Department of Anthropology, Vanderbilt University, Vanderbilt Genetics Institute, Vanderbilt University
April 16, 2020 4:00PM, Diamond 4
Within human population genetics, the concept of population is fundamental to addressing questions about the nature and dynamics of human genetic variation. Though typically defined as a geographically restricted (potentially) interbreeding group to the exclusion of other groups, the concept of population in reference to humans is multifaceted when accounting for historical factors that also shape mate choice. Defining a population is further complicated by identity politics, that is, social and political contexts that influence how people identify themselves as a member of a group or community. In groups that have experienced long-term social, economic, and political marginalization, identity and identity politics become especially critical in genomics work that aims to address questions about the roles that social structures have in shaping genetic variation.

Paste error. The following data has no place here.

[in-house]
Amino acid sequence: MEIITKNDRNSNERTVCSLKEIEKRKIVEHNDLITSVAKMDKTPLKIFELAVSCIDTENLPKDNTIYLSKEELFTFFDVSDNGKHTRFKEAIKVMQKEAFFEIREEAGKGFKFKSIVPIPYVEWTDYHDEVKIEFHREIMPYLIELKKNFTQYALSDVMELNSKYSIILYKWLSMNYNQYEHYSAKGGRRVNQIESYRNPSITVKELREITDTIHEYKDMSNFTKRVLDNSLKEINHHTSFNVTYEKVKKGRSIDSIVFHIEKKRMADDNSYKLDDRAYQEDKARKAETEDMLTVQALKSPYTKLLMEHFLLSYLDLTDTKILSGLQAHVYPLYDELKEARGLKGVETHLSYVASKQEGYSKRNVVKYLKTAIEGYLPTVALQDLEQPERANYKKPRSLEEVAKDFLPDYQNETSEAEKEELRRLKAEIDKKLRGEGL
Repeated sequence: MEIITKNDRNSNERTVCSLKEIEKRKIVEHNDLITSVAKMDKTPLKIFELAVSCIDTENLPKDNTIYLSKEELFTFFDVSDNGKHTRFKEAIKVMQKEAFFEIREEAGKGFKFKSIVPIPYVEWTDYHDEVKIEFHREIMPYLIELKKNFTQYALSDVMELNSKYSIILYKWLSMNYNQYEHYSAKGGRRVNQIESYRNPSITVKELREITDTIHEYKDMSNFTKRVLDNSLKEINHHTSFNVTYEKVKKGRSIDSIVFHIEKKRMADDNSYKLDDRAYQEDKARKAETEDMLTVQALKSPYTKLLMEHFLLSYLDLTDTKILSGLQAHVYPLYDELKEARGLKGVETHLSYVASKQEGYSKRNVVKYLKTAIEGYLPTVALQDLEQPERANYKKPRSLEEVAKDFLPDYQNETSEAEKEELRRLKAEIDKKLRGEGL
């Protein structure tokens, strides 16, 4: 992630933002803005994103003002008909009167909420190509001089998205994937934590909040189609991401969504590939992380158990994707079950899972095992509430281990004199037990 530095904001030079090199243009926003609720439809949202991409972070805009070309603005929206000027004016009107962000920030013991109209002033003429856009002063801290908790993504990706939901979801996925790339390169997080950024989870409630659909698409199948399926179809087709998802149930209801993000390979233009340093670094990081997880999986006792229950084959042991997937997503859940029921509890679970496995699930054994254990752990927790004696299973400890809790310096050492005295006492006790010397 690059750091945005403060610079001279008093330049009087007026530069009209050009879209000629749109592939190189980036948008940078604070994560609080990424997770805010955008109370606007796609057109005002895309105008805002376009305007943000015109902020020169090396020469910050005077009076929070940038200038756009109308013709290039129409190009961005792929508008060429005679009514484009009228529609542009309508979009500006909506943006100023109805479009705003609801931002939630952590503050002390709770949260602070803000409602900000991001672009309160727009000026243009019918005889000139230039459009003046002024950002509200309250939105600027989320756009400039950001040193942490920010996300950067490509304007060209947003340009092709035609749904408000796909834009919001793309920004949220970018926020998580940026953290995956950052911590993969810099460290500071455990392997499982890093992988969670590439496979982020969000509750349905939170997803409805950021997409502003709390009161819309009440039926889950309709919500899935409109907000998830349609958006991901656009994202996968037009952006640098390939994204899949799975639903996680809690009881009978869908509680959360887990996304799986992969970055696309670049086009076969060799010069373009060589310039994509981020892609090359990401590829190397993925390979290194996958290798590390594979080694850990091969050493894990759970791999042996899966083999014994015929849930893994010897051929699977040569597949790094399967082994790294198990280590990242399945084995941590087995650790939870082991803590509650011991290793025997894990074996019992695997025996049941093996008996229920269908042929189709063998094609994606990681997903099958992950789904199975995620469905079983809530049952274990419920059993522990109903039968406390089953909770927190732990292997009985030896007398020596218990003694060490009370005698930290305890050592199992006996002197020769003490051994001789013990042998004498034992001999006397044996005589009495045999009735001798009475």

In this paper I draw from my more recent fieldwork experience in collecting genetic samples from African-descended Puerto Ricans for a project designed to address questions about intra- and inter- island diversity and genetic ancestry. Because Puerto Ricans generally adhere to a national narrative proclaiming a ‘tri-cultural heritage’, that is descent from Native American, African, and European peoples, the ways in which people identify, or not, becomes a political statement in itself. By sharing the challenges that I have faced in deciding who to recruit and who ultimately enrolled in my study, I show that intersubjectivity on questions of identity between the researcher and participants are fundamental to defining a population and the eventual success of this type of genomic work.
This research was funded with a grant from the Office of Equity, Diversity, and Inclusion at Vanderbilt University.